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04 September 2017 Posted by 


Just where is all the money going?
OVER recent months I have increasingly had conversations with people either commenting on the absence of funds in the market generally.
Or concerned at the increasing pressure being placed on everyone to “get cash in”.  
It remains a constant issue and with the preponderance of debt funders and other similar finance providers there remains a strong group seeking to assist those in constant need.
This situation has been further reinforced by those that actively work in the charitable not for profit arena who have indicated that there is a steady increase in the number of people seeking assistance for support to simply maintain everyday living requirements.  
Additionally, they have regrettably noticed an overall decrease in the amount of funds they receive from donors.  The desire and number supporting does grow, but yet the overall total value of collections declines. 
The issue has pondered me and recently, whilst preparing a presentation for one of our projects, I began to reflect on some very old information that I felt may better assist me in conveying my message to my audience. 
You see, a long while ago, around 1980, whilst studying economics at university, one of my lecturers informed us that ninety (90) percent of the world’s wealth was controlled by merely ten (10) percent of the world’s population, which was at the time around 4.4 billion. 
Apparently, if you want it precisely it was 4,453,831,714. A few years later society, it was claimed, had moved forward to the point that the control over the same 90 percent of wealth was now being exercised by only five (5) percent of the world’s population.  
The other scary part of the story was the predictions were that should all the worlds’ wealth be recalled and evenly distributed to everyone then it would take between 2 to 5 years in the first instance above to return to that same 90/10 distribution.  
In the later presentation, the period had condensed to between 2 to 3 years to achieve the same result, i.e. 90/5.
For whatever reason, there was a comfortable acceptance of both the numbers and the trend, and I essentially felt that this was because the way the information was portrayed was along the lines that the world had essentially ‘always been like this, it’s just that the value is improving’.  
The fact of the matter appeared to be that this is what it’s like and essentially, it’s basically going to stay the same.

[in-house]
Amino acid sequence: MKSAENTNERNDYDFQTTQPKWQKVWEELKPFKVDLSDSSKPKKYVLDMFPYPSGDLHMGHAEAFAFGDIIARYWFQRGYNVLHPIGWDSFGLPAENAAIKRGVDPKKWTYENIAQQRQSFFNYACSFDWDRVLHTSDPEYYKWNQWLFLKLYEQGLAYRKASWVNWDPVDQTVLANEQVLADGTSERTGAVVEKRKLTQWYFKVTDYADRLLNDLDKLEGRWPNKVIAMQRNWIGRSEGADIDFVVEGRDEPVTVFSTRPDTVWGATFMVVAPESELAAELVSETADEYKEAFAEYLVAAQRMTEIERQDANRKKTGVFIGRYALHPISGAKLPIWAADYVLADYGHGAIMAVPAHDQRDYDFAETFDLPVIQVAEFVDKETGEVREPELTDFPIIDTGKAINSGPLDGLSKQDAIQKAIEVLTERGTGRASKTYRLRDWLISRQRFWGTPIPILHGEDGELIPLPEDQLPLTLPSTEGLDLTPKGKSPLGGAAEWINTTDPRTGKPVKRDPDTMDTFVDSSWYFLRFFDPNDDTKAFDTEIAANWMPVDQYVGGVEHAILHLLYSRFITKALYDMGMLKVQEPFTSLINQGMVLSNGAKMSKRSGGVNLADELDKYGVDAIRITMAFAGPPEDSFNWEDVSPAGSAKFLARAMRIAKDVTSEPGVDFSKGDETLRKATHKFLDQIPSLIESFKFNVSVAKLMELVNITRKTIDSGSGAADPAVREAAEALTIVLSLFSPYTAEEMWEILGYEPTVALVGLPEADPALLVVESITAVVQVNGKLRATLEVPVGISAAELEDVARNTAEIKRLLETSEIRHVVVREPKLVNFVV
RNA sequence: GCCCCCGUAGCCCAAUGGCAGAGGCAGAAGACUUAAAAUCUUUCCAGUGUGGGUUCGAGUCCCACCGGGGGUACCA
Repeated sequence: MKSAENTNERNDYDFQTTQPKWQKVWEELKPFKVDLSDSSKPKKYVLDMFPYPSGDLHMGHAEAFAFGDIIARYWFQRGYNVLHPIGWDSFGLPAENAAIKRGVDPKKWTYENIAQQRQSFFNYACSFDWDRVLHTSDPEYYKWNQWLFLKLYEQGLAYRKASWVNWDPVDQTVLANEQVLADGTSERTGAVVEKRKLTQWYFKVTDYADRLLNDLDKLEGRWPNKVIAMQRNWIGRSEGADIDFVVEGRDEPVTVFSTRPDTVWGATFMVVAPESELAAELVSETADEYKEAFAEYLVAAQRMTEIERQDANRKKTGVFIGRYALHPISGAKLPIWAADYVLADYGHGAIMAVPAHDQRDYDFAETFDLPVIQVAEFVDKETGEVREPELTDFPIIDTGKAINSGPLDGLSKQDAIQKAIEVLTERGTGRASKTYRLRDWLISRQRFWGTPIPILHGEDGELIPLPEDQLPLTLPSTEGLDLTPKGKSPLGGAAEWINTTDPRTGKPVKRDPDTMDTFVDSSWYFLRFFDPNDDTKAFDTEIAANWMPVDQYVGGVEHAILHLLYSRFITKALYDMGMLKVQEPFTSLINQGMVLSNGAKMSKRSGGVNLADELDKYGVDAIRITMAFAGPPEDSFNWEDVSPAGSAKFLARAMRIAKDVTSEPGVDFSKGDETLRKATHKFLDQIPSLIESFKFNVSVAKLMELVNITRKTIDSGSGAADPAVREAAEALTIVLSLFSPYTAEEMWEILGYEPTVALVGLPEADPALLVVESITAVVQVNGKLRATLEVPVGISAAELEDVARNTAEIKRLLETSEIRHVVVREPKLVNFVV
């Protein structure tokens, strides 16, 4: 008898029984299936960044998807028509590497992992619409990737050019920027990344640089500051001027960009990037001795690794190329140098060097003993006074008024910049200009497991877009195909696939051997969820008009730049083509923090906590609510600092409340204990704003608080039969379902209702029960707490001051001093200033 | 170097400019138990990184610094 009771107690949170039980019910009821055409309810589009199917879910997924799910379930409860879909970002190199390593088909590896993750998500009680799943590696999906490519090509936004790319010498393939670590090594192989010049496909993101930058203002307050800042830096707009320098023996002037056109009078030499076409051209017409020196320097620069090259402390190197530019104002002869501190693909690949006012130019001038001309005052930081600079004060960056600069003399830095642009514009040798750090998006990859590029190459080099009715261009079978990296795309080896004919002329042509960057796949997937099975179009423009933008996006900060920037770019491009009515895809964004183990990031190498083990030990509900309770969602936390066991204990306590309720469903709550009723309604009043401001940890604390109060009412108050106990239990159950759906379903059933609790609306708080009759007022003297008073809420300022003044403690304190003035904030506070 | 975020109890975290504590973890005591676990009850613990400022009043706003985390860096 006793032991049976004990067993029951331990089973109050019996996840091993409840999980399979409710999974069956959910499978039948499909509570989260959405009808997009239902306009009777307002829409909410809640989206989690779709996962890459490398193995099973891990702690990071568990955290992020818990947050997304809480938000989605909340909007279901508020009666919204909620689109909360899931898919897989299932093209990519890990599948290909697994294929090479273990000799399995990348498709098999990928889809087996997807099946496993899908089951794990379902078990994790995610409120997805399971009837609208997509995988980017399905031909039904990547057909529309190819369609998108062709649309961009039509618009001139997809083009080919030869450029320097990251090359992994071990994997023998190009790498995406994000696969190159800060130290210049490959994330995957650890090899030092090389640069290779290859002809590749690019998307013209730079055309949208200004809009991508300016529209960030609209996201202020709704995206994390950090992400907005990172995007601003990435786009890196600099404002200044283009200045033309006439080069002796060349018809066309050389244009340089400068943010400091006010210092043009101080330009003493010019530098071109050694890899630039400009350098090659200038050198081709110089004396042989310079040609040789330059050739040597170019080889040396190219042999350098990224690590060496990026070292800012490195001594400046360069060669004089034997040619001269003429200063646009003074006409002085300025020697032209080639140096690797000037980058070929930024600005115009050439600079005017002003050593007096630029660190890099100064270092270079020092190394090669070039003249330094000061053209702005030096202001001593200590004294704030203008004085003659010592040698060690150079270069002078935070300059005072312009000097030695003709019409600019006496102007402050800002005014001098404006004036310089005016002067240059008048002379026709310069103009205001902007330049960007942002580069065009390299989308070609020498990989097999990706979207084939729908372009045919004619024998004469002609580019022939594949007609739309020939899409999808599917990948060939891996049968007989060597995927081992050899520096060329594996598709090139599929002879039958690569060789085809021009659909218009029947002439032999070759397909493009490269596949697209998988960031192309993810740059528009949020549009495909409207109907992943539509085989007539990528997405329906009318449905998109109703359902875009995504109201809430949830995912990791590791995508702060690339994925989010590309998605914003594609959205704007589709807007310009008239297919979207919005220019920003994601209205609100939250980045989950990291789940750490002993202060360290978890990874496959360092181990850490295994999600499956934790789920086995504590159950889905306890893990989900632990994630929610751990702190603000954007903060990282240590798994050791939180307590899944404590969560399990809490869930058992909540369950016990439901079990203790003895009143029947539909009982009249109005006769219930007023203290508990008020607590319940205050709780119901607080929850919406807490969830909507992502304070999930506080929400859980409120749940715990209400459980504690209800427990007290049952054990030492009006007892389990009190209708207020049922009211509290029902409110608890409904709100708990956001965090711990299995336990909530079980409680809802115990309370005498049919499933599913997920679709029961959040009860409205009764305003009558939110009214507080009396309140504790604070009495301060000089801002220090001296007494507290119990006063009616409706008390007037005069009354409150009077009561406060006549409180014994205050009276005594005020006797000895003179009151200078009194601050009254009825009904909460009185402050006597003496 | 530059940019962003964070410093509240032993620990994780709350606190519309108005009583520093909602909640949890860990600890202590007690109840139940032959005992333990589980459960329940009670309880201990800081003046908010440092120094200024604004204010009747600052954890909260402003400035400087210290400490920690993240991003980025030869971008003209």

So, coming back to my presentation, I thought I would see how these concepts sat in today’s world.  
Fortunately, there have been many people that have had similar thoughts! Information relating to the distribution of wealth has become a hot topic as everyone keeps focusing on what they have stashed away for their retirement.  
One of the better more informative articles appeared in Fortune Magazine and it picks up the gambit in 2010 with the statement that ‘it took the wealth of the top 43 people to equal the wealth of the bottom 50 percent of the world’s population’.   
This is an amazing leap forward from the position the world was in in the 1980s.
Moving forward however, the situation just keeps chugging along.  Now that we have reached 2017, now a mere 7 years further on, it is 8 people alone, with a shared wealth of $426.2 billion, which can match the bottom 51 percent of the world’s population.  
The 8 people named in this, and other, articles are, in descending order: - Bill Gates – America’s Microsoft, Amancio Ortega – Spain’s Zara Fashions, Warren Buffett – American Investor, Carlos Slim Helu – Mexico’s Grupo Carso, Jeff Bezos – America’s Amazon, Mark Zuckerburg – America’s Facebook, Larry Ellison – America’s Oracle, and Michael Bloomberg – America’s Bloomberg LP. 
In simple terms, with a world population of around 7.4 billion or more precisely 7,432,663,275 the average share of financial wealth between the in 2017 groups looks like this: -
GROUP                                         SHARE
Top 8 $53.3 Billion per person
Bottom 51 % - (3.79B people)     $112.45 per person
Somehow when you look at it that way and you consider the speed with which it is being accumulated by the wealthy, then it really raises some potentially difficult questions on the way forward.  
In between these groups is everyone else, which according to Forbes incudes a further 1,932 billionaires with a total worth of $7.2 trillion, which represents an average of $3.7 billion each.  With cheap money available across the world many continue to chase and accumulate.
It is interesting to see that society moves continually to drive people into increase levels of debt, feeding a system that continually moves more and more money into a rapidly diminishing group.  
It’s worth considering how society now operates, as students are now trained this way from the start with our youth leaving universities and other colleges, with or without a degree, but either way with a hefty student loan, many of which will never be repaid.  
At the other end of the scale even the future of the Australian Bankruptcy system is being driven in this manner as well with the term of someone’s bankruptcy still poised to be reduced to 12 months down from the current period of 3 years.  
A duration that has been around since the days of Ancient Rome, but it will enable people to be innovative and quickly get out again and have another go... well, maybe me thinks.
I’m not sure what the answer is; but something appears to be really suggesting that the system we have at present is unlikely to work forever.  Let’s hope the solution comes from within the maintenance system, rather than the rebuild!  
Schon Condon is principal at The Condon Group. www.thecondongroup.com.au


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